Prime Minister Shinzo Abe pledged Wednesday to restore stability to Japanese politics by winning the upper house election later this month, adding he is facing the "last chance" over the next decades to lift the Japanese economy out of its chronic deflation.
In a debate with other party leaders a day before official campaigning commences for the July 21 House of Councillors election, Abe said he will not clarify whether he will visit the war-linked Yasukuni Shrine in Tokyo, which China and South Korea see as glorifying Japan's militaristic past.
"I will address the twisted relations between the two chambers of parliament by winning the upper house election, and will secure stability in politics," Abe said during the debate organized by the Japan National Press Club, reiterating his strong desire to end the dominance of opposition parties in the chamber.
Japan's Prime Minister Shinzo Abe welcomed his guests at Ise Shrine on Thursday morning at the opening of the Group of Seven summit. Abe is chairing the 2-day meeting at Ise-Shima in central Japan. (NHK)
Japanese Prime Minister Shinzo Abe on Wednesday made a pilgrimage to the Ise Grand Shrine, the holiest site in Japan's Shinto religion, a day before he hosts a Group of Seven (G-7) summit nearby. (Japan Today)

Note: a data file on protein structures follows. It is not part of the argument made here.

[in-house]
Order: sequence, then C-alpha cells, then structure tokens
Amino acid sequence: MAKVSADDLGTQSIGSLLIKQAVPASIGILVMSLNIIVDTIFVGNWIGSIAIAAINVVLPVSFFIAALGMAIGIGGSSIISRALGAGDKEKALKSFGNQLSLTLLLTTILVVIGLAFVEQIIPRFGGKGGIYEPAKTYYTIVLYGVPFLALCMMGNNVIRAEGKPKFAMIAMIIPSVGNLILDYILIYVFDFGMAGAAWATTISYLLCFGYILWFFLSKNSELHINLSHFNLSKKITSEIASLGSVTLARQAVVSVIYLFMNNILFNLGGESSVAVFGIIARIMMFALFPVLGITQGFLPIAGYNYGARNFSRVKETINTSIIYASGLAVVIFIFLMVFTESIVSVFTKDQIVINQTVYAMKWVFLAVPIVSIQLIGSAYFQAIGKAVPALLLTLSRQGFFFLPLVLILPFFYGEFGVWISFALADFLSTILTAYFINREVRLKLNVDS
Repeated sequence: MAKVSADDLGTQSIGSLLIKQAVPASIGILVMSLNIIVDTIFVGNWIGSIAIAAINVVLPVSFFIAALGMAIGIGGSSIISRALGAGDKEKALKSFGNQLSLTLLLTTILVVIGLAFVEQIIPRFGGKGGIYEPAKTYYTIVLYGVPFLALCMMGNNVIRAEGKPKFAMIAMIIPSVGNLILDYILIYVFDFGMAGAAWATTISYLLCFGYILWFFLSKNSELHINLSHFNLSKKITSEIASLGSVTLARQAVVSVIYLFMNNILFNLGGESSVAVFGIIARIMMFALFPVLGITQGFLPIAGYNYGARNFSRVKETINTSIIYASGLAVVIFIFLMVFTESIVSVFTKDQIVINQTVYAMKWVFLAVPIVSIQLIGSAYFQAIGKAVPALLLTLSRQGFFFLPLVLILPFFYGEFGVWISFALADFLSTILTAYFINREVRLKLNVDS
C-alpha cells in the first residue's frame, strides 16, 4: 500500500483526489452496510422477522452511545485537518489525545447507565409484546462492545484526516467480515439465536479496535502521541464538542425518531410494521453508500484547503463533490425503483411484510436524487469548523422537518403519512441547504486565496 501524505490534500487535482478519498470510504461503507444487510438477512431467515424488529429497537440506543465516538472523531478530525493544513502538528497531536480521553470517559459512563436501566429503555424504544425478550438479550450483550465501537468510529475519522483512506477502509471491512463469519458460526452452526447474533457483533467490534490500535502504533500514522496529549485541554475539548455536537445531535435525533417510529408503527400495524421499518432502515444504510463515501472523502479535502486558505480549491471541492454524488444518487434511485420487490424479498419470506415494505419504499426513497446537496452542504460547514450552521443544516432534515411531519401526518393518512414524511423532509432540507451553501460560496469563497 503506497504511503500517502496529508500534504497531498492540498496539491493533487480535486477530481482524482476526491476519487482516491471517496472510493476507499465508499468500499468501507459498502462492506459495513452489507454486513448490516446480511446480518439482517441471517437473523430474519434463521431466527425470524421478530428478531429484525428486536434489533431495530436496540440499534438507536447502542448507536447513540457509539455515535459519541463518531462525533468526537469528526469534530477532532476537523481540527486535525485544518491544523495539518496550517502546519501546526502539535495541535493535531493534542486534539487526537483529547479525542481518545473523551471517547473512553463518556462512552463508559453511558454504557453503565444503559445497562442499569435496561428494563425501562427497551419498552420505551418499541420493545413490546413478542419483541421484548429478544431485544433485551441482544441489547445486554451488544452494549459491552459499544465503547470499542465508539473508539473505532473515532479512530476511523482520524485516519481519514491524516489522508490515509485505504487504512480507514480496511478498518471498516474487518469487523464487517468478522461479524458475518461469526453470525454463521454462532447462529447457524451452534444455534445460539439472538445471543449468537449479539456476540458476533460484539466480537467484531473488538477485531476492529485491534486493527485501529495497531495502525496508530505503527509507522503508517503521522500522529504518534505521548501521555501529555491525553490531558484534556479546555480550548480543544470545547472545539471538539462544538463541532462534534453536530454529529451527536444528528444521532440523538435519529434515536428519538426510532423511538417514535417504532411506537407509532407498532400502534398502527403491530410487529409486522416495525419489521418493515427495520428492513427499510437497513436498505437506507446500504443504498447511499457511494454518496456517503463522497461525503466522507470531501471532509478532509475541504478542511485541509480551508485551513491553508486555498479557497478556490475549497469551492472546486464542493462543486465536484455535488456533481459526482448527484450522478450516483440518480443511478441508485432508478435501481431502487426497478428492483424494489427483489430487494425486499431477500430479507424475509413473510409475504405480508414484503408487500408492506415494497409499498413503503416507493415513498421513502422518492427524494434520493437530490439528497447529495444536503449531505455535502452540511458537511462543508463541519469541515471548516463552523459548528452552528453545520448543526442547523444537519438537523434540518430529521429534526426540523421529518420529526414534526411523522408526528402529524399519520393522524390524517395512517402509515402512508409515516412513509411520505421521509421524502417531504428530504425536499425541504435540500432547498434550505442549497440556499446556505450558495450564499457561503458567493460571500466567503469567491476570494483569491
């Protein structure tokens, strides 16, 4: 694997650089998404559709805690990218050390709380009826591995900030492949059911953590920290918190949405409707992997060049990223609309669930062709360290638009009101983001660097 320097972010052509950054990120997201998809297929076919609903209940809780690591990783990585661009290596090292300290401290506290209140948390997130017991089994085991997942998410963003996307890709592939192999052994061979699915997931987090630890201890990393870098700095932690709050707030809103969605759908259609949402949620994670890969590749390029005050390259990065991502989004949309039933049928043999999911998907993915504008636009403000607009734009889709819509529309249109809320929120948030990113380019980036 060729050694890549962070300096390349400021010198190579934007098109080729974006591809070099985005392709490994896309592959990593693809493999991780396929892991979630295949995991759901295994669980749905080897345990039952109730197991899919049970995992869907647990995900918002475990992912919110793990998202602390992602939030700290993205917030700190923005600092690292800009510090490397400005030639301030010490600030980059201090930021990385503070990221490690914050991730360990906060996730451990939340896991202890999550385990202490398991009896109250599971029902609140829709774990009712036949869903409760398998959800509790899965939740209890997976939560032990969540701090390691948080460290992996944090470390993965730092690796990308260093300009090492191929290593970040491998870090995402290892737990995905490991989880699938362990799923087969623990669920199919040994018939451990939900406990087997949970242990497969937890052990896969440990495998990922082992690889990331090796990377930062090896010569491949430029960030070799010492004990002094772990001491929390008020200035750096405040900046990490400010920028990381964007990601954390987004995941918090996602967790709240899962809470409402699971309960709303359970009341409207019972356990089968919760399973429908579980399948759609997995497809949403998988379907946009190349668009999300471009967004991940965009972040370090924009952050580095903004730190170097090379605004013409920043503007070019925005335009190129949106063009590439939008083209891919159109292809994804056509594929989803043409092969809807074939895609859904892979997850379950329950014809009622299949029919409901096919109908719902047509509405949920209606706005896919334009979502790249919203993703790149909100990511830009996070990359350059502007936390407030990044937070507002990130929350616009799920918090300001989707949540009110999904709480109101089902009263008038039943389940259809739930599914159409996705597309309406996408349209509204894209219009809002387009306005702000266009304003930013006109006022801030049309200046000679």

A panel of Tokyo's Metropolitan Police Department came up with a report on Wednesday calling for legal regulations on the so-called JK business, in which high school girls offer such services as massage and dating. (Jiji Press)
A Japanese man was arrested Wednesday in Thailand on suspicion of raping and sexually harassing a number boys aged between 13 and 15 in the country's northern province of Chiang Mai, investigators said. (Japan Times)
Most of the 750 million yen ($6.8 million) in relief money for victims of the powerful earthquakes that hit Kumamoto Prefecture in southwestern Japan last month has not been disbursed, local government officials said Tuesday. (Japan Today)